If you didn’t keep up with The Comeback’s unlikely second season, you missed some of the most compelling television of the year. If The Comeback had remained a one season wonder it would have been enough: the first season was a sharp satire of show business with a finely drawn character at the center. Valerie Cherish, thanks to Lisa Kudrow’s remarkable performance, exerted a gravitational pull that kept the fictional world around her in neat, precise orbit.
In the show’s second season, things go a bit off-kilter. Kudrow’s performance has only become more dynamic, approaching the event horizon of genuine tragedy. The Comeback’s new run finds it a blacker comedy than the first and at times this season it seems Valerie’s gravity will become too great. She threatens to implode into a black hole and swallow everything around her.
If that cosmic analogy seems overblown, it isn’t. The season finale made it clear that Kudrow and Michael Patrick King want the audience to understand that Valerie is fighting for nothing less than her soul, her humanity. The episode is filled with a series of plagues that act as omens: Mickey’s sickness reaches its nadir, it pours on the day of the Emmys, a pipe bursts in Val’s home unleashing a torrent of fecal matter across her driveway. This is not subtle storytelling, nor is it meant to be. Michael Patrick King and Lisa Kudrow purposely imbue the episode with quasi-religious undertones to make clear the dire stakes. If the first season showed how willing we are to humiliate ourselves in the name of fame, this season upped the ante, and turned that into a deeply philosophical examination of the ways we both self-sabotage and self-preserve, and how those are sometimes, paradoxically, the same thing.
Valerie Cherish is a character that Lisa Kudrow plays, but “Valerie Cherish” is also a character that Valerie Cherish plays. And playing that character is both Val’s armor and her Achilles’ heel. That character is what gave Val the necessary remove from her own shortcomings and missteps to essentially ignore them and plow ahead in her career. And this is one of the most admirable things about the character of Valerie Cherish. In a recent interview with E!, Kudrow insisted that “[Val’s] not a victim.” That’s an accomplishment, because within the fictional universe of The Comeback, everyone and everything dumps on her and tries to make her one. But she won’t have it. “Victim” isn’t part of the character, and so Val never plays it.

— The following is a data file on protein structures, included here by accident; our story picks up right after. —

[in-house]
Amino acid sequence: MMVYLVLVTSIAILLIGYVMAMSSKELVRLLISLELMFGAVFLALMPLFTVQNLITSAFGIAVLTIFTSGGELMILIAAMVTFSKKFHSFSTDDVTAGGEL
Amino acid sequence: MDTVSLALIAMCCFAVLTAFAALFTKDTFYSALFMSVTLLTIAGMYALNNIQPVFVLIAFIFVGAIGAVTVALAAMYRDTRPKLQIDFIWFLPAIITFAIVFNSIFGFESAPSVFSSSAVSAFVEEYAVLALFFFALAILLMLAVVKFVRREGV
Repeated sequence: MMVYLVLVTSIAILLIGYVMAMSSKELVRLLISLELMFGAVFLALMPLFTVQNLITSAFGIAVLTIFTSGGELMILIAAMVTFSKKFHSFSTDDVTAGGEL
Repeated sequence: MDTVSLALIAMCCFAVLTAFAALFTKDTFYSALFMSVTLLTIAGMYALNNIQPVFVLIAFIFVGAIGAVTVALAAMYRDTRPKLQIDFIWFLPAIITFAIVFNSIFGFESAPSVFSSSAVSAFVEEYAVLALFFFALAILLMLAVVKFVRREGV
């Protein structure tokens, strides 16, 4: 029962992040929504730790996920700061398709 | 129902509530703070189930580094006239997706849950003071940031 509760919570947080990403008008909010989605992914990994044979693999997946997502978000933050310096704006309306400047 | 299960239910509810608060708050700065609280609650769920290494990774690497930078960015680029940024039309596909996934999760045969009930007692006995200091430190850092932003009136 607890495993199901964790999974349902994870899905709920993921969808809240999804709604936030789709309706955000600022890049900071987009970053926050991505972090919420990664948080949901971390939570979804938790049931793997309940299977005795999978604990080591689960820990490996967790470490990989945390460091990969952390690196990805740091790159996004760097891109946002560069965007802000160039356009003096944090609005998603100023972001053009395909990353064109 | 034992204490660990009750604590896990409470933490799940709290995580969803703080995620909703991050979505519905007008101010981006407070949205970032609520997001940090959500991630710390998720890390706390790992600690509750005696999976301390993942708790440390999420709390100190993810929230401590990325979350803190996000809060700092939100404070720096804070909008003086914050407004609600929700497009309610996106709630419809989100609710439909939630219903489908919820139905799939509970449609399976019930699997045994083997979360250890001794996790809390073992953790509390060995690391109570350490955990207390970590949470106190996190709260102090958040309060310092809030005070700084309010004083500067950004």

Sometimes her inability to see her tepid career for what it really is gets played as naiveté, and sometimes as narcissistic self-obsession. But other times, as in the penultimate episode of the season, it reveals itself as startlingly sincere self-possession. When Val and Mark are fighting in the parking lot of a restaurant, he claims to have been there for her when no one else was and she bites back with “No one? Really? Not no one, because I believed in me. I’m not no one. That’s not nice. Maybe you don’t think I’m someone, but I have a birth certificate that says I am.” This isn’t a motivational poster “I can do it”-ism. This is a woman fighting every moment to make herself in the image she chooses. That’s inspirational. That’s admirable.
But Valerie doesn’t always choose right, and the Val she creates sometimes becomes nasty and causes her to lose sight of the things she should make her priorities. Wearing the “wire” to her dinner with Mark is Valerie trying to do what’s best for “Valerie,” but not Val and Mark. And by the season finale, we approach the inevitable: the point at which “Valerie” and Valerie can no longer coexist. Indeed, the whole second season goes to great lengths to examine the possible reasons why this coexistence cannot be, and posits the tension between the expectations society places on women vs. the roles it will allow them to play as one possible culprit. Its scathing indictment of this broken sexist system is perhaps its main thesis.
In true fairytale fashion, Valerie—without the quotation marks—seems to win out. Upon hearing that Mickey fell gravely ill and is in the hospital, Val leaves the Emmys to make the arduous trek to his bedside. There, she finds Mickey (who did NOT die! It’s a real Tiny Tim moment) and Mark waiting for her, and the three of them watch together from a crappy hospital TV as she wins the Emmy.
It all seems like a bit of a dream, and that feeling is enhanced by the move from the show’s typical mockumentary, cinema verité style to a more traditional cinematic aesthetic, where cameras have tripods and shots are composed as thoughtful tableaux. Despite the blissful particulars of the ending, the tonal shift left me with an uneasy feeling. It seemed too good to be true, and I wonder if King and Kudrow didn’t intend that. I couldn’t be certain whether I was supposed to take the ending as literal, or whether it represented some wild fantasy. But that ambiguity only made me love it more. Maybe this fairytale ending is that impossible space where “Valerie” and Valerie can coexist harmoniously, that space that we all pine for where our ambitions align perfectly with our realities, where we get what we want and want what we have.
One thing is certain: The Comeback’s second season is even better than its first. It’s a masterclass. Poignant, funny, uncomfortable, unflinching. Playing Valerie Cherish got Val an Emmy. Maybe—hopefully—the series will have one more crowning meta moment and Kudrow will take an Emmy for the same. But, if this season is anything to go by, something tells me she won’t be sweating it either way. The real reward for her, for King, and for the audience is that we got a second spin with this great series. – Michael Ward